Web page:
It is helpful to understand the broad definition of health and this is put forth by the World Health Organization. It says that health is the state of complete physical, mental, and social well-being and not merely the absence of disease or infirmity. It goes on to state that it is the ability to change or cope with the environment - to define health as a resource for everyday life. This is a positive concept. And with the goal of good health in mind think of an indicator as a measure that helps quantify the achievement of a goal. Mark Friedman is well known for his work in writing about indicators and his leadership and results-based accountability work. And the assumption behind this statement is that the indicator quantifies a meaningful result when it comes to health. The real power of indicators is that they are designed to provide standardized comparable measures of health over time between groups of people and across geographic areas in the most essential domains of health. The attributes of a good indicator are also described by Mark Friedman, who boils it down to three essential criteria: data power, proxy power, and communication power. Data power is that the data for the indicator were created from high-quality data collection methods, complete, unbiased and that the data are available and updated on a regular basis. Second is proxy power and that is that the indicator says something important about health - that it's meaningful to health. In addition it pulls other indicators along with it. One example is the immunization rate; it is not only an important indicator for child health and the prevention of communicable diseases but it also indicates that kids have access to care. Third, communication power is whether the indicator speaks to a broad and diverse audience. If you had to explain the result you want for your community, for example, healthier behaviors, what two or three indicators would you choose so that your friends and neighbors would understand what is meant by healthier behaviors? You might cite decreases in smoking rates or increases in physical activity, for example.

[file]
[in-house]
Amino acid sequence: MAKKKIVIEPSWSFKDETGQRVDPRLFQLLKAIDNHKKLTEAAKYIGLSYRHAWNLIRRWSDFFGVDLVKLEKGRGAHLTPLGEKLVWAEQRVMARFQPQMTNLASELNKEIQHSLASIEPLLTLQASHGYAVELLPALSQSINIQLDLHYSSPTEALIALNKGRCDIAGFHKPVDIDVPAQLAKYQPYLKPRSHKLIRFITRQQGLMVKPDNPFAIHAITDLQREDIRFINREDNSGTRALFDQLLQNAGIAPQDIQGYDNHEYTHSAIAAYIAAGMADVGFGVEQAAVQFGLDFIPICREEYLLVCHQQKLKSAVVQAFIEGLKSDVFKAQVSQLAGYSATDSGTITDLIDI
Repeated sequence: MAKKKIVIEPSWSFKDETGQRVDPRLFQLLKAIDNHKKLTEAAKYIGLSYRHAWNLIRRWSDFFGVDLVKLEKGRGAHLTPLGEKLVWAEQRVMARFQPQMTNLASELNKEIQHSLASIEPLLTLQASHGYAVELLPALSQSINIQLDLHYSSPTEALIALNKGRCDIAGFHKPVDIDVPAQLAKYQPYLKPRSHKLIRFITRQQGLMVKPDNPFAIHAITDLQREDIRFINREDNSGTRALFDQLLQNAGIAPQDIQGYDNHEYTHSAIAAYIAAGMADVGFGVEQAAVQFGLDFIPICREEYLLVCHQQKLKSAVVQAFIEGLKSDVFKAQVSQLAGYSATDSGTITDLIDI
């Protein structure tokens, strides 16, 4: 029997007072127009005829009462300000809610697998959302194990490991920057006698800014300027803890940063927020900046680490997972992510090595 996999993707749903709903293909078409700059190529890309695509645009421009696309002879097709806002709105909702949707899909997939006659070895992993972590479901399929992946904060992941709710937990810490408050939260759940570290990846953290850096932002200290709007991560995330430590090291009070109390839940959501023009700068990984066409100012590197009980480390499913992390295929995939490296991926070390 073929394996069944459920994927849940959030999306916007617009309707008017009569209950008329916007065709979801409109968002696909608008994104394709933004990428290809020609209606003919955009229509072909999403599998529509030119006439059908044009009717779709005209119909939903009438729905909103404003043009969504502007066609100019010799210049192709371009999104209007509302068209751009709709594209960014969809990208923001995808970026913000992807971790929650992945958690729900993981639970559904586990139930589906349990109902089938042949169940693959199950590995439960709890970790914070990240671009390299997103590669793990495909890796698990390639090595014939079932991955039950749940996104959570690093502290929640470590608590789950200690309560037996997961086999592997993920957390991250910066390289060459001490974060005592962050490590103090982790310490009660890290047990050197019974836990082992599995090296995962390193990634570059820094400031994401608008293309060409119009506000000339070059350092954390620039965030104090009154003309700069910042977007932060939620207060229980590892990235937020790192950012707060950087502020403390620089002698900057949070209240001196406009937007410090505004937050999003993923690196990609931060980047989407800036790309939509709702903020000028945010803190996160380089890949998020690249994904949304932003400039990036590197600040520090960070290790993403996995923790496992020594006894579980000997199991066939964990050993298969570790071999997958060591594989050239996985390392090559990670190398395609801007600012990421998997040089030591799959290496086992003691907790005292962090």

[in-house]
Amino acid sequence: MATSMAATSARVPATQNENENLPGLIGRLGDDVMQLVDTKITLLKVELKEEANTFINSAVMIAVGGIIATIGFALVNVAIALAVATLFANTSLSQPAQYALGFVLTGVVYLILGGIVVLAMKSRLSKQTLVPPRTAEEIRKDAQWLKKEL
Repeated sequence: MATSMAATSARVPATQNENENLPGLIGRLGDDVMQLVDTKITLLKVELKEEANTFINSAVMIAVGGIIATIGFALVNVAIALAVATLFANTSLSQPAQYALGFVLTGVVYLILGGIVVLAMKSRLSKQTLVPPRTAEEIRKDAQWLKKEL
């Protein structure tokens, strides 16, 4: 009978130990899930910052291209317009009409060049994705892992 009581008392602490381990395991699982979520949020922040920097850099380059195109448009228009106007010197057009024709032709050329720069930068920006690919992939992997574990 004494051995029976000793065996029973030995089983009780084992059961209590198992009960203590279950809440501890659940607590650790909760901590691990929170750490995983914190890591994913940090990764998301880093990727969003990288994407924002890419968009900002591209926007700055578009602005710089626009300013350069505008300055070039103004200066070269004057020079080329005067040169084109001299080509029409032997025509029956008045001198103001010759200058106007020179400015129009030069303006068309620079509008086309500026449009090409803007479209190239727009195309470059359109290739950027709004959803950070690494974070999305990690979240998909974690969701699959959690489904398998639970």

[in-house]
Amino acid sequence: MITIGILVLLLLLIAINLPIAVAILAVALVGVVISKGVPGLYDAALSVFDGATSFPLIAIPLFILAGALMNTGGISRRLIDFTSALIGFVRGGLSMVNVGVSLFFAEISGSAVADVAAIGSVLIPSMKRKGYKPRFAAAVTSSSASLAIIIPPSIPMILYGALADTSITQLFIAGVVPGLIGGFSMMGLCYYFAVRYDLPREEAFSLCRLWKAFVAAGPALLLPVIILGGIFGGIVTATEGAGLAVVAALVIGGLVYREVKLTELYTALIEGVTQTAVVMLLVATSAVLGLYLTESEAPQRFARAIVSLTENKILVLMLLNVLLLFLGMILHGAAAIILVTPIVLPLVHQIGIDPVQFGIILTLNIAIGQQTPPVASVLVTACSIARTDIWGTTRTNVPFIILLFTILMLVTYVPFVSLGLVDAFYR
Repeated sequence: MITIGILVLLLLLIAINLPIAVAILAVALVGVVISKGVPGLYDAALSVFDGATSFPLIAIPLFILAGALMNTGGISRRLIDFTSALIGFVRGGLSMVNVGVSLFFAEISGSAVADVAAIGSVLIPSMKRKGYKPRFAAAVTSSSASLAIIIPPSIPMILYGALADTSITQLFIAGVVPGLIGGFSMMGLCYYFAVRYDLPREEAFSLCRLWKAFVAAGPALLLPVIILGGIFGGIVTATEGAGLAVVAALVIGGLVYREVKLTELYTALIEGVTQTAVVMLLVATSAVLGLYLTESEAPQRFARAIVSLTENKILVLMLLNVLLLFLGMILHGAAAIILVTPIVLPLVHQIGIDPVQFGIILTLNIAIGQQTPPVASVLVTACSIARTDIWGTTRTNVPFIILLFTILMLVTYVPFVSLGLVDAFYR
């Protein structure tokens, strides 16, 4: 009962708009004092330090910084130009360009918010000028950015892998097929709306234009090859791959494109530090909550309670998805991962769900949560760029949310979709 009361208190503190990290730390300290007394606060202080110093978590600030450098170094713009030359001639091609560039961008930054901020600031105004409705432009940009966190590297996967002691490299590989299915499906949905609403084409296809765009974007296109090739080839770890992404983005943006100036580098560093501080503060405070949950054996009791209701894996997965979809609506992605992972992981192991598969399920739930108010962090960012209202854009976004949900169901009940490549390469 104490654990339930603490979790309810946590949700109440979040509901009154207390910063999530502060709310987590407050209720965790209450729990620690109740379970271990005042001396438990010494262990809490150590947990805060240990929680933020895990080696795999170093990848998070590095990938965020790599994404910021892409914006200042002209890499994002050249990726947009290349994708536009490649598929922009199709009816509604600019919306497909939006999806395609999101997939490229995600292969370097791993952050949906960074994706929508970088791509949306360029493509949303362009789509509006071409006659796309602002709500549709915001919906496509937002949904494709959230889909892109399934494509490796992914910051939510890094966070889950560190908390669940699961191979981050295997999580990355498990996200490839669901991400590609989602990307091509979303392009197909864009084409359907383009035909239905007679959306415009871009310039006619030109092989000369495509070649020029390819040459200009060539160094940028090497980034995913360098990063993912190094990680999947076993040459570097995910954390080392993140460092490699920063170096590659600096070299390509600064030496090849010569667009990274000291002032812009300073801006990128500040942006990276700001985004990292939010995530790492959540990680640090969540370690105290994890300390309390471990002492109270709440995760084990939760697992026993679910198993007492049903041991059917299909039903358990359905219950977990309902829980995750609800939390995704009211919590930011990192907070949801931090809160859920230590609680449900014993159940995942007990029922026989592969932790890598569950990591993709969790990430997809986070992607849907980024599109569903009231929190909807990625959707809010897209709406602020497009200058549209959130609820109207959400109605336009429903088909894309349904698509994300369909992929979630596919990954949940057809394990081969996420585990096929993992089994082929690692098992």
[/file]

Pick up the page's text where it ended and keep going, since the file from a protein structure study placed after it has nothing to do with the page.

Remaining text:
So that health indicators are meaningful to health they are based in conceptual models for what influences health which in turn are rooted in scientific research. Such models have evolved over time as have definitions of health but trace historical improvements in health, for example, increases in life expectancy and declines in mortality due to infectious diseases; context is really important. For example, in 1900 the leading causes of death were pneumonia, tuberculosis, diarrhea and enteritis as compared to heart disease, cancer and stroke in more recent times.